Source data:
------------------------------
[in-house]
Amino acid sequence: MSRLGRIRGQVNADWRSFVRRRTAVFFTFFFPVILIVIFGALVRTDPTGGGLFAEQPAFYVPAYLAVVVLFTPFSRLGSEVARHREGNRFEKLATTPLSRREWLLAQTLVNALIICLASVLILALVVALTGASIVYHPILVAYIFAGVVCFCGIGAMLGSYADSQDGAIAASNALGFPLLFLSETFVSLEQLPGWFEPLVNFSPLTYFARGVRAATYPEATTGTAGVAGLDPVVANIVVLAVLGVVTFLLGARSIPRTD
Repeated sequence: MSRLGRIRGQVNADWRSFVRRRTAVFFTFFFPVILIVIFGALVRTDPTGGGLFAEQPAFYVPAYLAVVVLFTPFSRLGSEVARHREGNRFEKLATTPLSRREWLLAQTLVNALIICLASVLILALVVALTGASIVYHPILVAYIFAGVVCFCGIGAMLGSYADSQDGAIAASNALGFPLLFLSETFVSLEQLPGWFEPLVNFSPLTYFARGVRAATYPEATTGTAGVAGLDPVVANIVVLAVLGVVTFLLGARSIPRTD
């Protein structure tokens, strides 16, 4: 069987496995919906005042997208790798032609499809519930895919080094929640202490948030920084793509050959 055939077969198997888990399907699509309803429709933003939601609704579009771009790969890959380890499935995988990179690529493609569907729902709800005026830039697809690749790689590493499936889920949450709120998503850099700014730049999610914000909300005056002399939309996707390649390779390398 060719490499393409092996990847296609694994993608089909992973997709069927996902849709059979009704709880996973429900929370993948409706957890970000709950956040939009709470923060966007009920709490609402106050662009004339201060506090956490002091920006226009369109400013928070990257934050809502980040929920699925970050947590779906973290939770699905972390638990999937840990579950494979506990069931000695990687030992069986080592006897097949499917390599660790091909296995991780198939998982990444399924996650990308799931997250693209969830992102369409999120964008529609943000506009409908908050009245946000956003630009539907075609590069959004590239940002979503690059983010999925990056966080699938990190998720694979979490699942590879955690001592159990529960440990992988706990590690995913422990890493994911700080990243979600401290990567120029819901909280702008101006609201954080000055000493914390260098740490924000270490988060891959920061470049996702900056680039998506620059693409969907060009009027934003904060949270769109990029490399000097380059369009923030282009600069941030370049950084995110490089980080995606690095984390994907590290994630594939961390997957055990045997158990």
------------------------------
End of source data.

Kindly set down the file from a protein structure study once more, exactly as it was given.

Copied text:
[in-house]
Amino acid sequence: MSRLGRIRGQVNADWRSFVRRRTAVFFTFFFPVILIVIFGALVRTDPTGGGLFAEQPAFYVPAYLAVVVLFTPFSRLGSEVARHREGNRFEKLATTPLSRREWLLAQTLVNALIICLASVLILALVVALTGASIVYHPILVAYIFAGVVCFCGIGAMLGSYADSQDGAIAASNALGFPLLFLSETFVSLEQLPGWFEPLVNFSPLTYFARGVRAATYPEATTGTAGVAGLDPVVANIVVLAVLGVVTFLLGARSIPRTD
Repeated sequence: MSRLGRIRGQVNADWRSFVRRRTAVFFTFFFPVILIVIFGALVRTDPTGGGLFAEQPAFYVPAYLAVVVLFTPFSRLGSEVARHREGNRFEKLATTPLSRREWLLAQTLVNALIICLASVLILALVVALTGASIVYHPILVAYIFAGVVCFCGIGAMLGSYADSQDGAIAASNALGFPLLFLSETFVSLEQLPGWFEPLVNFSPLTYFARGVRAATYPEATTGTAGVAGLDPVVANIVVLAVLGVVTFLLGARSIPRTD
């Protein structure tokens, strides 16, 4: 069987496995919906005042997208790798032609499809519930895919080094929640202490948030920084793509050959 055939077969198997888990399907699509309803429709933003939601609704579009771009790969890959380890499935995988990179690529493609569907729902709800005026830039697809690749790689590493499936889920949450709120998503850099700014730049999610914000909300005056002399939309996707390649390779390398 060719490499393409092996990847296609694994993608089909992973997709069927996902849709059979009704709880996973429900929370993948409706957890970000709950956040939009709470923060966007009920709490609402106050662009004339201060506090956490002091920006226009369109400013928070990257934050809502980040929920699925970050947590779906973290939770699905972390638990999937840990579950494979506990069931000695990687030992069986080592006897097949499917390599660790091909296995991780198939998982990444399924996650990308799931997250693209969830992102369409999120964008529609943000506009409908908050009245946000956003630009539907075609590069959004590239940002979503690059983010999925990056966080699938990190998720694979979490699942590879955690001592159990529960440990992988706990590690995913422990890493994911700080990243979600401290990567120029819901909280702008101006609201954080000055000493914390260098740490924000270490988060891959920061470049996702900056680039998506620059693409969907060009009027934003904060949270769109990029490399000097380059369009923030282009600069941030370049950084995110490089980080995606690095984390994907590290994630594939961390997957055990045997158990």